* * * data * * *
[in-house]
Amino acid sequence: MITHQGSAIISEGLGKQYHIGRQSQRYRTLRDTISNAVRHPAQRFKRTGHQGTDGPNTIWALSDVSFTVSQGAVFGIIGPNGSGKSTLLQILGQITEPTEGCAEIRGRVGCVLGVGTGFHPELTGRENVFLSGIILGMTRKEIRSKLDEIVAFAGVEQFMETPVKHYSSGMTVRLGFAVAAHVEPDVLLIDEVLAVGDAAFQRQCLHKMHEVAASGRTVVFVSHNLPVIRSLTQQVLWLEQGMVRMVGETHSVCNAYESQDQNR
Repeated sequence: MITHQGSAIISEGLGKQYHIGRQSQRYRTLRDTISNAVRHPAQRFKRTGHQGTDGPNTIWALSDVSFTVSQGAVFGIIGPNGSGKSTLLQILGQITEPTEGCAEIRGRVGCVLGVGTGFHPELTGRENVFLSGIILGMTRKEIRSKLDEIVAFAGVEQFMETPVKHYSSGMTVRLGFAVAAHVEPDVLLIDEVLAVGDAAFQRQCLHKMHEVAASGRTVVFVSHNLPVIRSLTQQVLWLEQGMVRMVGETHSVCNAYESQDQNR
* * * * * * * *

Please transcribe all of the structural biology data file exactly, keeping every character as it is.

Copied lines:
[in-house]
Amino acid sequence: MITHQGSAIISEGLGKQYHIGRQSQRYRTLRDTISNAVRHPAQRFKRTGHQGTDGPNTIWALSDVSFTVSQGAVFGIIGPNGSGKSTLLQILGQITEPTEGCAEIRGRVGCVLGVGTGFHPELTGRENVFLSGIILGMTRKEIRSKLDEIVAFAGVEQFMETPVKHYSSGMTVRLGFAVAAHVEPDVLLIDEVLAVGDAAFQRQCLHKMHEVAASGRTVVFVSHNLPVIRSLTQQVLWLEQGMVRMVGETHSVCNAYESQDQNR
Repeated sequence: MITHQGSAIISEGLGKQYHIGRQSQRYRTLRDTISNAVRHPAQRFKRTGHQGTDGPNTIWALSDVSFTVSQGAVFGIIGPNGSGKSTLLQILGQITEPTEGCAEIRGRVGCVLGVGTGFHPELTGRENVFLSGIILGMTRKEIRSKLDEIVAFAGVEQFMETPVKHYSSGMTVRLGFAVAAHVEPDVLLIDEVLAVGDAAFQRQCLHKMHEVAASGRTVVFVSHNLPVIRSLTQQVLWLEQGMVRMVGETHSVCNAYESQDQNR